Arbitrage by banks depositing TLTRO funds at the ECB may prompt changes to reserve remuneration.
European Central Bank officials are uneasy with what some see as excessive profits for commercial banks generated by measures originally put in place to help lenders cope with the pandemic, and are likely to consider potential changes including the possible introduction of tiered remuneration on reserves, Eurosystem officials told MNI.
Discussions on reserve remuneration could start at the Governing Council’s non-monetary policy meeting to be held in Cyprus on Oct 5, though it is not currently believed to be on the official agenda. A tiering system would restrict the proportion of reserves benefiting from rising interest rates, with a view to limiting arbitrage by banks depositing cash provided to them at negative rates under the ECB’s pandemic era Targeted Long-Term Repurchase Operations.
“It is a situation that must be addressed at the earliest possible opportunity. We must look at the structure of rates remunerating reserves held at central banks,” an official at one national central bank told MNI.
An official from another central bank agreed, adding that it would be easier to discuss such a matters in a non-monetary policy meeting, which attracts less media attention. If the issue remains unaddressed, the public will eventually realise that banks are profiting disproportionately from ECB policy, the official said, adding that the problem was also a product of the differences between national financial systems given the failure to complete European banking union.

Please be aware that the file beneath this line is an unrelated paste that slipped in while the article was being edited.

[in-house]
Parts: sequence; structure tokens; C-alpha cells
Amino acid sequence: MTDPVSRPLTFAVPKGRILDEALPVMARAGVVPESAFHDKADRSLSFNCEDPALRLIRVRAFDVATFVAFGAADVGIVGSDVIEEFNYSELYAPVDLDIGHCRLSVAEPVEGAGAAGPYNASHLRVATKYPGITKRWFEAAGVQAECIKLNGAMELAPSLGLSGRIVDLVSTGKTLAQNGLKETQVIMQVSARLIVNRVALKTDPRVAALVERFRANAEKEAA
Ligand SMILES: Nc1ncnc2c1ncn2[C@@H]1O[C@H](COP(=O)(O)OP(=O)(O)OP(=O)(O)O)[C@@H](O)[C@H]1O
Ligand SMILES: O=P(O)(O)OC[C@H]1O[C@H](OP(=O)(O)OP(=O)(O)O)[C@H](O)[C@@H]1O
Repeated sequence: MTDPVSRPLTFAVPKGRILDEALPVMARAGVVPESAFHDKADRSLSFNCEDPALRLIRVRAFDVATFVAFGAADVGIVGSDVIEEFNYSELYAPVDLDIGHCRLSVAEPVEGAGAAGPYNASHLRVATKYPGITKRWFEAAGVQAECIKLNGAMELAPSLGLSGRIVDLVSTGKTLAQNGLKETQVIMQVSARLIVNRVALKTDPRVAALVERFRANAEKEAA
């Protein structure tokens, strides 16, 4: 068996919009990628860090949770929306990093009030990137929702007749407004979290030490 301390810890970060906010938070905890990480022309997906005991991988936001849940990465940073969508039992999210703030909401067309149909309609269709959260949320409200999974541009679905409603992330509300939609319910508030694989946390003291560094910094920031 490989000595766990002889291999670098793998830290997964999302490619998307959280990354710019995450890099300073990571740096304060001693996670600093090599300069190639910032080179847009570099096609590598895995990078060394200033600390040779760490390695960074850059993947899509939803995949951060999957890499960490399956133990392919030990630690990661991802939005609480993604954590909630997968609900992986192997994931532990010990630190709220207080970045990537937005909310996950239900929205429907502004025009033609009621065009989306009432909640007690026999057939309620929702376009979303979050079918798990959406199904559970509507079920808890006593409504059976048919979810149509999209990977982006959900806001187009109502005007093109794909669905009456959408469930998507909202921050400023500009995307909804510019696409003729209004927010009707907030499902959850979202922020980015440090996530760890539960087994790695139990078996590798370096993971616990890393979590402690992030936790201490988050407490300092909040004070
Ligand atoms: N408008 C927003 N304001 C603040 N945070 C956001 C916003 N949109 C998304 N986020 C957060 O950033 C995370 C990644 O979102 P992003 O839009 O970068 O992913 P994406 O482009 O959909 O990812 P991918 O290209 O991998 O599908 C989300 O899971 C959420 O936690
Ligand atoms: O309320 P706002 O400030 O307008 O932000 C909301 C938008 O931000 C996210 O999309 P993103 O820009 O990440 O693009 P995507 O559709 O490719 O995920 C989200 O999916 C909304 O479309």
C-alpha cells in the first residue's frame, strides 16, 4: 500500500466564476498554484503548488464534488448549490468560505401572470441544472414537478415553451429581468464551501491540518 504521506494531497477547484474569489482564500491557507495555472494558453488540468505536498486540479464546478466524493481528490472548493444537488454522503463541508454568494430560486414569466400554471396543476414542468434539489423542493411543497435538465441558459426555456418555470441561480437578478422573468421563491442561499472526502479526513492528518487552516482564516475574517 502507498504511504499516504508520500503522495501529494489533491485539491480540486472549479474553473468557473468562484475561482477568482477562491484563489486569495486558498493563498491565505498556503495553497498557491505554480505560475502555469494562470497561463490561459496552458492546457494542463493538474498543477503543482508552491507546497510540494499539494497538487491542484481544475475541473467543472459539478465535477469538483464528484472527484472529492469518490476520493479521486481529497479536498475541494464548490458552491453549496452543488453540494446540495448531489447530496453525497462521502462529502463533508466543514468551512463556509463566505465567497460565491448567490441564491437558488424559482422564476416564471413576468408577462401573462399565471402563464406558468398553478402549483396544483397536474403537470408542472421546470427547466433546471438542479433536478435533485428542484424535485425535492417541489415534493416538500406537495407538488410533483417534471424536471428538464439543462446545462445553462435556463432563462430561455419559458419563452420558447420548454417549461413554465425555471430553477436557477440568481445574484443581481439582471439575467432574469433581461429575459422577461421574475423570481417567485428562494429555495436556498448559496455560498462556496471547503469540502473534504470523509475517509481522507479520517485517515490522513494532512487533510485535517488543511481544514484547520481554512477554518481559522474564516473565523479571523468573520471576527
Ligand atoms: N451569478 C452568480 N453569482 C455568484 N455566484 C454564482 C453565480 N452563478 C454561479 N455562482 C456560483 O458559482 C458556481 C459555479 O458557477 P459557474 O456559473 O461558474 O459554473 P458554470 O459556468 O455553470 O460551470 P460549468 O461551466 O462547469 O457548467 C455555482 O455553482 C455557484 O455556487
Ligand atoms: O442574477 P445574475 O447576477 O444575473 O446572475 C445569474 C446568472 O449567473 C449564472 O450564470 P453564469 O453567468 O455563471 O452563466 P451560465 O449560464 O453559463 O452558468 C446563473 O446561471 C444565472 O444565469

Addressing the use of cheap ECB loans for arbitrage should be the first and easiest point to consider, as it could prompt repayment of TLTRO funds, helping to shrink the ECB’s EUR8.75 trillion balance sheet.
Nonetheless, officials said there is still no consensus on how to proceed, with a likely outcome of the Cyprus gathering being that ECB technical committees could be tasked with preparing options for the Governing Council, which would take a decision before the end of the year.
But with liquidity and collateral issues coming to the fore, and only partially addressed by the temporary halt of a cap on remunerations paid on government deposits, policymakers understand decisions need to be taken fairly quickly.
Quantitative tightening is another subject set to come up for discussion for the ECB, but it is likely to be Q1 2023 before it becomes an active topic for debate at Governing Council meetings, and only once technical staff have reported back with a range of options.
An ECB spokesperson declined to comment.